Democracy Advancing in Africa
June 3, 2002
It has been well established that democracy and capitalism go hand in hand, since freedom in the political realm entails economic freedom. And democracy is creeping across Africa -- a continent better known for decades of wars, corruption and depression.
- Since 1990, 42 of the 48 countries in sub-Saharan Africa have held multi-party elections, according to the World Bank.
- Over the past two years, governing parties in four nations -- Senegal, Mauritius, Ghana and Mali -- have peacefully handed over power to opposition political parties.
- In a plan called the New Partnership for Africa's Development, the presidents of South Africa, Nigeria, Senegal and Algeria have promised to create a peer review system to ensure African compliance with democratic principles.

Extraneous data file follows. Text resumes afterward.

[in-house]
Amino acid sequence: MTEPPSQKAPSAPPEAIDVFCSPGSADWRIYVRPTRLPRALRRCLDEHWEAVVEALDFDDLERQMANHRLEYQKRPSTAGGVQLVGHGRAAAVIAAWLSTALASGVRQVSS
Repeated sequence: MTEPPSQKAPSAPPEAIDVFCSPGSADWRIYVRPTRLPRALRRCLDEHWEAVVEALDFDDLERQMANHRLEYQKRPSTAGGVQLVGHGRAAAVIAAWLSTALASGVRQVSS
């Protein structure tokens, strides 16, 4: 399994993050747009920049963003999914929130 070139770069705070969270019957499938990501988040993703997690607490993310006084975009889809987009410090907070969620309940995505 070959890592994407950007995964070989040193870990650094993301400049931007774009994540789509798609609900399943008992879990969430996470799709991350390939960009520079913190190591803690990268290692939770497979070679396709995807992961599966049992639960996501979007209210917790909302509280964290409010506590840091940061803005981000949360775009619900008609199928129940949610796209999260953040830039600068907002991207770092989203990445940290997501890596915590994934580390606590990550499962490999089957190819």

- To be sure, there are still enclaves of vote-rigging and political corruption.
But the development of flawed democracies is nevertheless considered progress to people still carrying the scars left by authoritarian regimes. Under former military administrations, soldiers would come and arrest citizens and force them to work for the army or on their farms. Now, in countries where democracy is taking root, villagers meet with their mayor, new wells are dug and schools and clinics are being established -- paid for by moneys that are no longer being siphoned off by corrupt officials.
Source: Rachael L. Swarns and Norimitsu Onishi, "Africa Creeps Along Path to Democracy," New York Times, June 2, 2002.
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